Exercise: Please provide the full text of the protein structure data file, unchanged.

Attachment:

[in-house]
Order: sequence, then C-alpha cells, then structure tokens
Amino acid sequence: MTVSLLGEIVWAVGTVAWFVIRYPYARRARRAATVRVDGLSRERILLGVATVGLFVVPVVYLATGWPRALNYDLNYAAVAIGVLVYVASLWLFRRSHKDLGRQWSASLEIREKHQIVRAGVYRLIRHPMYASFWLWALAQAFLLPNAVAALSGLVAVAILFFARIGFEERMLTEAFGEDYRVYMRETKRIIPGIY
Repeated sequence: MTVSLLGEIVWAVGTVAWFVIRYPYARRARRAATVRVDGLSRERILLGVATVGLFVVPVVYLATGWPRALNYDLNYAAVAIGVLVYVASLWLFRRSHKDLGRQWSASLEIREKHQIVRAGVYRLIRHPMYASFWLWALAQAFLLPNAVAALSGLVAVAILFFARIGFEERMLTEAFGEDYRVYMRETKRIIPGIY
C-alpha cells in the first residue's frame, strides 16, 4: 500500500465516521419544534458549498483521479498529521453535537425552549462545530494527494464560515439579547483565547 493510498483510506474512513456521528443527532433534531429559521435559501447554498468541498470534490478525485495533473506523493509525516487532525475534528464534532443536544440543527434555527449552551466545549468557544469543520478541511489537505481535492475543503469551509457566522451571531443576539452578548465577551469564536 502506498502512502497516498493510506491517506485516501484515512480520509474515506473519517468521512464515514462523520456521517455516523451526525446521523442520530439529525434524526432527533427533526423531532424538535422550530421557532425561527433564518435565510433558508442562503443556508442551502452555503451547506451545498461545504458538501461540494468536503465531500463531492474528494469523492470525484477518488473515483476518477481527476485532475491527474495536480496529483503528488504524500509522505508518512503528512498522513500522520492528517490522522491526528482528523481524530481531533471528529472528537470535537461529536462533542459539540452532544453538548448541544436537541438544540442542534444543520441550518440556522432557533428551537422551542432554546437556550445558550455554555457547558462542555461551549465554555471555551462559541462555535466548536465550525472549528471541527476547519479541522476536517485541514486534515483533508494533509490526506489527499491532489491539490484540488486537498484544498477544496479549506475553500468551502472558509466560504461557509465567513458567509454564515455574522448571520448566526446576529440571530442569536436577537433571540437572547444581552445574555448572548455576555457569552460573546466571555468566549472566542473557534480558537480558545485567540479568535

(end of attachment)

[in-house]
Order: sequence, then C-alpha cells, then structure tokens
Amino acid sequence: MTVSLLGEIVWAVGTVAWFVIRYPYARRARRAATVRVDGLSRERILLGVATVGLFVVPVVYLATGWPRALNYDLNYAAVAIGVLVYVASLWLFRRSHKDLGRQWSASLEIREKHQIVRAGVYRLIRHPMYASFWLWALAQAFLLPNAVAALSGLVAVAILFFARIGFEERMLTEAFGEDYRVYMRETKRIIPGIY
Repeated sequence: MTVSLLGEIVWAVGTVAWFVIRYPYARRARRAATVRVDGLSRERILLGVATVGLFVVPVVYLATGWPRALNYDLNYAAVAIGVLVYVASLWLFRRSHKDLGRQWSASLEIREKHQIVRAGVYRLIRHPMYASFWLWALAQAFLLPNAVAALSGLVAVAILFFARIGFEERMLTEAFGEDYRVYMRETKRIIPGIY
C-alpha cells in the first residue's frame, strides 16, 4: 500500500465516521419544534458549498483521479498529521453535537425552549462545530494527494464560515439579547483565547 493510498483510506474512513456521528443527532433534531429559521435559501447554498468541498470534490478525485495533473506523493509525516487532525475534528464534532443536544440543527434555527449552551466545549468557544469543520478541511489537505481535492475543503469551509457566522451571531443576539452578548465577551469564536 502506498502512502497516498493510506491517506485516501484515512480520509474515506473519517468521512464515514462523520456521517455516523451526525446521523442520530439529525434524526432527533427533526423531532424538535422550530421557532425561527433564518435565510433558508442562503443556508442551502452555503451547506451545498461545504458538501461540494468536503465531500463531492474528494469523492470525484477518488473515483476518477481527476485532475491527474495536480496529483503528488504524500509522505508518512503528512498522513500522520492528517490522522491526528482528523481524530481531533471528529472528537470535537461529536462533542459539540452532544453538548448541544436537541438544540442542534444543520441550518440556522432557533428551537422551542432554546437556550445558550455554555457547558462542555461551549465554555471555551462559541462555535466548536465550525472549528471541527476547519479541522476536517485541514486534515483533508494533509490526506489527499491532489491539490484540488486537498484544498477544496479549506475553500468551502472558509466560504461557509465567513458567509454564515455574522448571520448566526446576529440571530442569536436577537433571540437572547444581552445574555448572548455576555457569552460573546466571555468566549472566542473557534480558537480558545485567540479568535